138662_shutterstock_1037972827Hopefully you have had the opportunity to read our special Peer Review Week 2018 feature from yesterday. If not, here are our Editors speaking about their experience of diversity and inclusion in peer review.

Here is the second half of their responses:


Do you feel that failures in diversity and inclusion in peer review have an impact on research? In what way?


Rosie Hails: Inevitably it must do, as the questions asked are influenced by the perspective of the reader/reviewer. I could not say however whether this impact is positive or negative (probably both).


Richard Ladle: Personally, I think the impacts are marginal in relation to structural and institutional biases that contribute to the formation of research networks with non-representative identities.


Patricia Balvanera: Review processes are strong filters that favour manuscripts that are more in line with what the editor or the reviewer expects from the manuscript. Differences in ways to do science and to communicate about it between authors and reviewers often leads to paper rejection.


Becca Lovell: I think (though don’t have any first hand evidence) that these issues must have an effect in all sorts of ways. From my own field of health research the lack of diversity in perspectives at editorial and peer review stages is argued to have held back methodological and topical development. However, I think the real impact is upstream of publishing and relates to processes such as peer review of funding proposals. Here I think there are significant issues with the lack of diversity and inclusion on the decisions that are made.


Carla Morsello: Yes, indeed these failures must have an effect. For instance, I believe this may impact even the content of research or what is considered cutting-edge research. In Conservation, for instance, there are some research “fashions” which last for a decade or less, for instance, which seem to me to be driven, at least partially, by large funding bodies (e.g. European Union, NSF). Because most editors are from specific countries (mostly US and UK), it is very likely that they find that topics following these “trends” to be more novel and more novel than topics which may important to other countries. Moreover, in my opinion, real novel topics or approaches may be less likely to be considered important if they do not follow these regional fashions. Again, this is only my perception, probably a biased one!


Is the situation changing? Have you seen any initiatives to enhance diversity and be more inclusive?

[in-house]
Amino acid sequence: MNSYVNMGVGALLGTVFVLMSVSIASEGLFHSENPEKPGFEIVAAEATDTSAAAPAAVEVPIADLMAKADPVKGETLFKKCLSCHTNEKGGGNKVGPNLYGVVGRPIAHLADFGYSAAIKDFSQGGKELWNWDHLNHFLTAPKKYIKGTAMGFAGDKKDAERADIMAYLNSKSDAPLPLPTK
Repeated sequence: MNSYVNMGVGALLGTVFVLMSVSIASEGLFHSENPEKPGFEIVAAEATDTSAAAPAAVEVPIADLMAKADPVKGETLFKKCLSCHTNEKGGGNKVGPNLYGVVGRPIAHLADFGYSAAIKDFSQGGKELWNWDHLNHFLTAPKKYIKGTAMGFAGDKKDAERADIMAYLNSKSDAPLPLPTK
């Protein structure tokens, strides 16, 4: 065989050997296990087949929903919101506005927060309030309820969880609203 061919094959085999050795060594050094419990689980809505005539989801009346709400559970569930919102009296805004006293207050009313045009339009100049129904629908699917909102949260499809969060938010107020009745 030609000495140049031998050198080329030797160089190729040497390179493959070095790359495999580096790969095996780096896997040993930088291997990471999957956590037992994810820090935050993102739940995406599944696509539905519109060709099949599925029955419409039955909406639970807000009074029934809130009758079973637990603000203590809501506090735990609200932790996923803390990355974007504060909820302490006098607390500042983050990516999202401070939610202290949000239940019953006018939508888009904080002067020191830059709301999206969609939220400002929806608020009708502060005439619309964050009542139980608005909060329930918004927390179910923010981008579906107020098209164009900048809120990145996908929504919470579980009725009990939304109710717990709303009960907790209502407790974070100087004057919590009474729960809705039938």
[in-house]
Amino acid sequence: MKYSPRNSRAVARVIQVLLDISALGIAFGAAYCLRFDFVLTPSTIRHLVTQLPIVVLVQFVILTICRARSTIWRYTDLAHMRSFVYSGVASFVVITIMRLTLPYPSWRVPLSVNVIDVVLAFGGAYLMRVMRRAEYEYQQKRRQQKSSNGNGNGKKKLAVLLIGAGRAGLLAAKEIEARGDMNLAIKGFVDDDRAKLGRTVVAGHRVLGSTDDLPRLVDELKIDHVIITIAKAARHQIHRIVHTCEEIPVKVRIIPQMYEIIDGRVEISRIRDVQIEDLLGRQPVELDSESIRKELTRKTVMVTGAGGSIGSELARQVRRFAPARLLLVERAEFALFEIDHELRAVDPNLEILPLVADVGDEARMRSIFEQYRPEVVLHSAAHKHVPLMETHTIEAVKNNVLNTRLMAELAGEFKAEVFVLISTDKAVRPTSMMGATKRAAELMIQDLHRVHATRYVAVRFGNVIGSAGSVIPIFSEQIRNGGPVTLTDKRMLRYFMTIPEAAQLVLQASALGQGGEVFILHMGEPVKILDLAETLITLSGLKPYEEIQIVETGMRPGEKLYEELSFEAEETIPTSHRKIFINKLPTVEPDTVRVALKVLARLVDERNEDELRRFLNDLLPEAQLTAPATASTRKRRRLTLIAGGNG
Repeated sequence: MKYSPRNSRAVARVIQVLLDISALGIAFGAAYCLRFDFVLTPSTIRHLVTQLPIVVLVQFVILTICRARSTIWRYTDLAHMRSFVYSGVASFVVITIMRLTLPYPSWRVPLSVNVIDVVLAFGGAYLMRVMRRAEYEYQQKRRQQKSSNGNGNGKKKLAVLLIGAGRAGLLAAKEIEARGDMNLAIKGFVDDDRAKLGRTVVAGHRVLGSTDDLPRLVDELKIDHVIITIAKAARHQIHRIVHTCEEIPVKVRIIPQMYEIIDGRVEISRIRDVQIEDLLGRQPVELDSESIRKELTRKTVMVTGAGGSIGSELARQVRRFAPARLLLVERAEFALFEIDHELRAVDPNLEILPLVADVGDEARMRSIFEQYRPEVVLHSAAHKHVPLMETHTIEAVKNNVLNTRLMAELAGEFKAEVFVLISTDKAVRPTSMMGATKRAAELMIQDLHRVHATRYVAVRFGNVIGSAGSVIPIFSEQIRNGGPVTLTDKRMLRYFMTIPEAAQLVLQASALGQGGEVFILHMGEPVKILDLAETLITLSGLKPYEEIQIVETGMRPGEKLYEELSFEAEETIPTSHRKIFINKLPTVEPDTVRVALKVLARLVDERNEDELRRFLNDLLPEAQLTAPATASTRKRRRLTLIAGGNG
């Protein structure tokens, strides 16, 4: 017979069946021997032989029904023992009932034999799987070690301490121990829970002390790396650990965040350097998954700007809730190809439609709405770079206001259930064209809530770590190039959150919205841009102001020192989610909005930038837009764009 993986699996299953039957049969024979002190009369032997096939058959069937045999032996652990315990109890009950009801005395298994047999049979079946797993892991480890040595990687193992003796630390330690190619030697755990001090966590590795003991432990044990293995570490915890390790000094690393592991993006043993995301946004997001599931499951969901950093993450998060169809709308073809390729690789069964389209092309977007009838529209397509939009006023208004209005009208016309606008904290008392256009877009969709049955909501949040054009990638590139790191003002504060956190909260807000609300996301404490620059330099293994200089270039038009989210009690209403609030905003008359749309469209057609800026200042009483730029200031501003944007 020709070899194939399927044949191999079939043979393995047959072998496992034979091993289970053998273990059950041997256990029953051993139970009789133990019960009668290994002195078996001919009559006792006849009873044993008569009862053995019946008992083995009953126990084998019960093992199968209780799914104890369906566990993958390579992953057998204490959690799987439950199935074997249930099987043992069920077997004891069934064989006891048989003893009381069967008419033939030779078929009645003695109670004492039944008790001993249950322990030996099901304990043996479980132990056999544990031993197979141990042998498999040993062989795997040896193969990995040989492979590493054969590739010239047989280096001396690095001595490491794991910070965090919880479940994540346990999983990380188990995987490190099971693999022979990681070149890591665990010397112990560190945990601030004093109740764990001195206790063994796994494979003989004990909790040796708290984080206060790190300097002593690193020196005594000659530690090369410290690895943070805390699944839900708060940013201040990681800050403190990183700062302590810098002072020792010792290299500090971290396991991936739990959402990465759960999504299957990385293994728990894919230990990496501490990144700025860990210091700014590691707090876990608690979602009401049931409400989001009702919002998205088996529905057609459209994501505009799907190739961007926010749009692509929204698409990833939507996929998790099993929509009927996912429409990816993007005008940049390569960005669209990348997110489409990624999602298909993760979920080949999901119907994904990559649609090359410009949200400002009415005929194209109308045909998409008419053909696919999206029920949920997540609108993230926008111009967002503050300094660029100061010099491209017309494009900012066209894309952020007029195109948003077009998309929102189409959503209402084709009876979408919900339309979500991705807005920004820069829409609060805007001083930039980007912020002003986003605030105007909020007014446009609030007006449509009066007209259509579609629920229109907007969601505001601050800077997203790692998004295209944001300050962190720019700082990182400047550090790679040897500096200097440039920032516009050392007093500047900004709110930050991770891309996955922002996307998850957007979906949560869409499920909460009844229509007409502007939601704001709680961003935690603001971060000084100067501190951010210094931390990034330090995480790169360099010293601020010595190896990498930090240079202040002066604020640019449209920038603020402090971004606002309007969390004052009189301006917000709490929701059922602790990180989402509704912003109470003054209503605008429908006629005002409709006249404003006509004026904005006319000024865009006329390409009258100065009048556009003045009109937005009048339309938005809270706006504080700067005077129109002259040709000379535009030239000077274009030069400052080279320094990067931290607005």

Becca Lovell: I hope it is but I think we are taking very small steps and things will most likely only change with new generations coming into science (e.g. pretty slowly). I am aware of initiatives within the university I work at and beyond (e.g. from some of the big academic and scientific societies) which aim to enable younger, and especially women and those coming from developing countries, to develop peer review skills and to get a foot in the door of the system. I am also aware that approaches such as double-blinding the peer review process are promoted as tackling inclusivity, however I am a bit sceptical as to whether this is very helpful as I work in a fairly small field and, as a reviewer, can usually have a good stab at working out who the research has been produced by. I suppose this is all a start but I think it is targeting the wrong end of the issue, more work needs to be done with those who have the power to make decisions about funding, peer review, recruitment, editorial board membership, and so on. I think change is most likely to come about if we think at an (international) systems level. We as individuals have a role in advocating for that but some of the basic structures of science probably need to change to facilitate more inclusivity.


Carla Morsello: I heartedly believe that British Ecological Society is on the right track and could be presented as a good example. I was extremely happy and surprised when I was invited to be an Associate Editor, particularly considering that I did not know any of the Editors personally. To me, it was very unlikely that I could ever be invited to such a position since I am Brazilian, work in Brazil and, because of “women’s duties” (e.g. taking care of elders or children), was unable to participate in international conferences in the last few years. I, therefore, believe this decision was based mainly on guaranteeing diversity in peer review and I am very happy about that.


Richard Ladle: I’ve been involved (as an editor) in several discussions about this over the last couple of years (so the awareness is there). The simplistic solution is double-blind, but there is very little evidence that this makes much of a difference.


Patricia Balvanera: I do not know of any such initiative. As a review editor of several journals, I personally try to include reviewers from different disciplines and from different contexts as teams that could have very contrasting views on a same manuscript.


Rosie Hails: There are several initiatives to bring potential biases to the communities attention. Change is happening although slowly.



That concludes our Q+A with the Editors for this week. I would like to extend a massive thank you to them for their considered and conscientious responses.

I hope everyone enjoyed the post, and please do share it on your social media networks.

As a teaser, we will be posting next week on something definitely peer review related – a novel approach that People and Nature has been using to counter some of the problems that might arise in the review process of a truly interdisciplinary paper.